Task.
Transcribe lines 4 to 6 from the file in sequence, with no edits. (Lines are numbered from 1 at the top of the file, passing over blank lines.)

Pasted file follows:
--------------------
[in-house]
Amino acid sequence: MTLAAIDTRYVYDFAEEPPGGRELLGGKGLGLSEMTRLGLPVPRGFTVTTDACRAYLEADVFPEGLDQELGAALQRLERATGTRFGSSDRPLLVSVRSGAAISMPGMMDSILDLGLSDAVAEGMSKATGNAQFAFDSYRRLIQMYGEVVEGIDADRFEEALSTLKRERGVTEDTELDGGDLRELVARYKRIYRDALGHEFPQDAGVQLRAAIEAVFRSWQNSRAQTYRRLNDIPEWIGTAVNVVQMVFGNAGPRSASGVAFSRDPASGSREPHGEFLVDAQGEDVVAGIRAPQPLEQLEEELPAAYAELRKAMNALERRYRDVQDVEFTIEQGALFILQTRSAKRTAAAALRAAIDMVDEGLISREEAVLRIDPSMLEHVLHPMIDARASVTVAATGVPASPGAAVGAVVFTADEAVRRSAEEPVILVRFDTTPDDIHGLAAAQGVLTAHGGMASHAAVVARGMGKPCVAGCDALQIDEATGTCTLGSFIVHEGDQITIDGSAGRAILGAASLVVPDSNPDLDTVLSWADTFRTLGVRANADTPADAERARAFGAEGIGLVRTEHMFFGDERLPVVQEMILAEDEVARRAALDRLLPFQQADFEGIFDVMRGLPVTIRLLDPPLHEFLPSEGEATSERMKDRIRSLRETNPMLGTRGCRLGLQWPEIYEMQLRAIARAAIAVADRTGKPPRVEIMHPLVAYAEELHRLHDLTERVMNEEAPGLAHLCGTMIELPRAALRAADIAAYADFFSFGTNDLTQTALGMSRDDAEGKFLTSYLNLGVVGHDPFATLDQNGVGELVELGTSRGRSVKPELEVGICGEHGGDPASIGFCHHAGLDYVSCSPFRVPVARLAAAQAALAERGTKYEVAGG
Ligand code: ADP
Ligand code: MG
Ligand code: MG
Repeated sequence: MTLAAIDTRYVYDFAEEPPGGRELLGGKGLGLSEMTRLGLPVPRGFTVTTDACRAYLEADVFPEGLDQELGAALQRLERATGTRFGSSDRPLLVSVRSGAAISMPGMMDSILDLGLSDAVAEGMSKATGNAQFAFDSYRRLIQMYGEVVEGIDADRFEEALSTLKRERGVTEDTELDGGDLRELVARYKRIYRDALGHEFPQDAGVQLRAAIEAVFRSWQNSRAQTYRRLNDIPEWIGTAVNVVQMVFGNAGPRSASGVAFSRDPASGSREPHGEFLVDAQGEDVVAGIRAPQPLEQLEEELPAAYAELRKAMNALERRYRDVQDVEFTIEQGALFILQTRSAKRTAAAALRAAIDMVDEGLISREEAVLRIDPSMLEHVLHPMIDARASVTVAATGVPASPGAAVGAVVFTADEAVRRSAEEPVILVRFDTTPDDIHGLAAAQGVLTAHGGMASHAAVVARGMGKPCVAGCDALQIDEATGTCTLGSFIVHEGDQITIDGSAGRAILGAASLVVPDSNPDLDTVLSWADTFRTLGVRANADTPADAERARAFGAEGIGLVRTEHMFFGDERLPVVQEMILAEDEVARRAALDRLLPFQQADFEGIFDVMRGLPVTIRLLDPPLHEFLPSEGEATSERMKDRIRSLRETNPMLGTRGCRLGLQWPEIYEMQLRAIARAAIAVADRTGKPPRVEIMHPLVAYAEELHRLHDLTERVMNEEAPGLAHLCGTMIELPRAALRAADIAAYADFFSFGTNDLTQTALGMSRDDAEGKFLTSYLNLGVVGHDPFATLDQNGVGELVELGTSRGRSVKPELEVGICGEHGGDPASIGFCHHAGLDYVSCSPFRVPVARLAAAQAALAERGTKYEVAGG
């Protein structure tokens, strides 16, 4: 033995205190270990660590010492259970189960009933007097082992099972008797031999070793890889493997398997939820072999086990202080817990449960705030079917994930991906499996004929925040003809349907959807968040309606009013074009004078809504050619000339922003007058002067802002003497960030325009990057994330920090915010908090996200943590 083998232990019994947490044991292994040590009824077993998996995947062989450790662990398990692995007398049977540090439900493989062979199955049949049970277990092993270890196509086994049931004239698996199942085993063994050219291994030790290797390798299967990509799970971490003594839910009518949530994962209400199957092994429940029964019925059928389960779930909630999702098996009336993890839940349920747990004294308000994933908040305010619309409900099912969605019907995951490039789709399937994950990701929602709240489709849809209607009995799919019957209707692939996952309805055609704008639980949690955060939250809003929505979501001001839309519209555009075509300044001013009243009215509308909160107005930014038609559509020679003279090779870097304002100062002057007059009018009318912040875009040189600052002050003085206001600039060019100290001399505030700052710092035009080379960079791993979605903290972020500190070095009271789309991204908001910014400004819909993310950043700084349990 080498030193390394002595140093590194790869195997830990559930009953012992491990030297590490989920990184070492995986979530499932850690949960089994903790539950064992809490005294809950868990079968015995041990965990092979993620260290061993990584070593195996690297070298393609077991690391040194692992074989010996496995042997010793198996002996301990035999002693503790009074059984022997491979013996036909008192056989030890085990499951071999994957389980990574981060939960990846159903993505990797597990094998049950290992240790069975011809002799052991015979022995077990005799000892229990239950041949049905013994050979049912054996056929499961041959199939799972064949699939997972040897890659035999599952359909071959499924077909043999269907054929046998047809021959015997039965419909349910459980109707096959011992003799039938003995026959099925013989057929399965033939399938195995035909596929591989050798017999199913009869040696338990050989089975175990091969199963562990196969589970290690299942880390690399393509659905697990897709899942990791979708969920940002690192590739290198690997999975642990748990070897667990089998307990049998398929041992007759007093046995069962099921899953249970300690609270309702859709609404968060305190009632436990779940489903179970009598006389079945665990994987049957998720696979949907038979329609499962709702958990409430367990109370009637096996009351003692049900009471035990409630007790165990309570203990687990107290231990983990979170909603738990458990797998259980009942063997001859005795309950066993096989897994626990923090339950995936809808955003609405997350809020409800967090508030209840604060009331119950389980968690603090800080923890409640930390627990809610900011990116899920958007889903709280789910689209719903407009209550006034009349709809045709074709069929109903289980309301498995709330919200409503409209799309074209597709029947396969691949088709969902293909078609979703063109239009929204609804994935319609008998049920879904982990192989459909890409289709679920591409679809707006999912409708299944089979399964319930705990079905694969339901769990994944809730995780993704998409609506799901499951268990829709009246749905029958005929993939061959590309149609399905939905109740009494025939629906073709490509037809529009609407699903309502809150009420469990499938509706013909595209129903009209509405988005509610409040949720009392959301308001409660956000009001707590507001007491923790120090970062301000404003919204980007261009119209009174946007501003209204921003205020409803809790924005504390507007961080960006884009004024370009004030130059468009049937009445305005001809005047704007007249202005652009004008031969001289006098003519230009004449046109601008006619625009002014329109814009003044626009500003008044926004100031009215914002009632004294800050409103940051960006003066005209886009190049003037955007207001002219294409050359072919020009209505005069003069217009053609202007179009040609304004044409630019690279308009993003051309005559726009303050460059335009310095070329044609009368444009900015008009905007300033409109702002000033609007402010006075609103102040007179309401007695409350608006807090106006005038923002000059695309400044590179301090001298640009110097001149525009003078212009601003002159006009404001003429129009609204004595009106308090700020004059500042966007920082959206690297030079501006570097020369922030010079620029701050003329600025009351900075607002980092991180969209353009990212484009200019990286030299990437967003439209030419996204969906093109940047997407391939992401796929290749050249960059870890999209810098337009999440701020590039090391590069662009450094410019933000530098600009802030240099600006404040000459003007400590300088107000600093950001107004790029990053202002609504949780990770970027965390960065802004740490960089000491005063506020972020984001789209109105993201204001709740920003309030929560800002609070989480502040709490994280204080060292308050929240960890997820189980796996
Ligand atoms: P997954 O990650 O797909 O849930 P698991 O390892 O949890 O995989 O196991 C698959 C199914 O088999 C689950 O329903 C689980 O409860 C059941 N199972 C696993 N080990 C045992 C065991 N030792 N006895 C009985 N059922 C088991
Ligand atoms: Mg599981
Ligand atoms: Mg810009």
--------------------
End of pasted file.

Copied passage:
Ligand code: MG
Ligand code: MG
Repeated sequence: MTLAAIDTRYVYDFAEEPPGGRELLGGKGLGLSEMTRLGLPVPRGFTVTTDACRAYLEADVFPEGLDQELGAALQRLERATGTRFGSSDRPLLVSVRSGAAISMPGMMDSILDLGLSDAVAEGMSKATGNAQFAFDSYRRLIQMYGEVVEGIDADRFEEALSTLKRERGVTEDTELDGGDLRELVARYKRIYRDALGHEFPQDAGVQLRAAIEAVFRSWQNSRAQTYRRLNDIPEWIGTAVNVVQMVFGNAGPRSASGVAFSRDPASGSREPHGEFLVDAQGEDVVAGIRAPQPLEQLEEELPAAYAELRKAMNALERRYRDVQDVEFTIEQGALFILQTRSAKRTAAAALRAAIDMVDEGLISREEAVLRIDPSMLEHVLHPMIDARASVTVAATGVPASPGAAVGAVVFTADEAVRRSAEEPVILVRFDTTPDDIHGLAAAQGVLTAHGGMASHAAVVARGMGKPCVAGCDALQIDEATGTCTLGSFIVHEGDQITIDGSAGRAILGAASLVVPDSNPDLDTVLSWADTFRTLGVRANADTPADAERARAFGAEGIGLVRTEHMFFGDERLPVVQEMILAEDEVARRAALDRLLPFQQADFEGIFDVMRGLPVTIRLLDPPLHEFLPSEGEATSERMKDRIRSLRETNPMLGTRGCRLGLQWPEIYEMQLRAIARAAIAVADRTGKPPRVEIMHPLVAYAEELHRLHDLTERVMNEEAPGLAHLCGTMIELPRAALRAADIAAYADFFSFGTNDLTQTALGMSRDDAEGKFLTSYLNLGVVGHDPFATLDQNGVGELVELGTSRGRSVKPELEVGICGEHGGDPASIGFCHHAGLDYVSCSPFRVPVARLAAAQAALAERGTKYEVAGG